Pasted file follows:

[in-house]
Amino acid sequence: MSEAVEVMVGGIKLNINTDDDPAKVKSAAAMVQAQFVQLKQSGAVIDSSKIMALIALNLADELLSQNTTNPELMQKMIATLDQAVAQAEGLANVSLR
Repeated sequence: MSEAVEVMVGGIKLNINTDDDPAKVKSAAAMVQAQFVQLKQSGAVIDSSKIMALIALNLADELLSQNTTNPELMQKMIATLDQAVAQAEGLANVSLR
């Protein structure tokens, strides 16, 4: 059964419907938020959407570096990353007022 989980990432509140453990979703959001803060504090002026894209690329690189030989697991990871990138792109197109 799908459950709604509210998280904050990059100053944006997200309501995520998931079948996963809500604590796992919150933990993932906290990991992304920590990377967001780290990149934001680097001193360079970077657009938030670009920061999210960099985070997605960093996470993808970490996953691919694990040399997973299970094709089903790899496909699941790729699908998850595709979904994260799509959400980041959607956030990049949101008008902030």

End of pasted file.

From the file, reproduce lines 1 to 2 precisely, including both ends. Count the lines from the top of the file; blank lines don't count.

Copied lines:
[in-house]
Amino acid sequence: MSEAVEVMVGGIKLNINTDDDPAKVKSAAAMVQAQFVQLKQSGAVIDSSKIMALIALNLADELLSQNTTNPELMQKMIATLDQAVAQAEGLANVSLR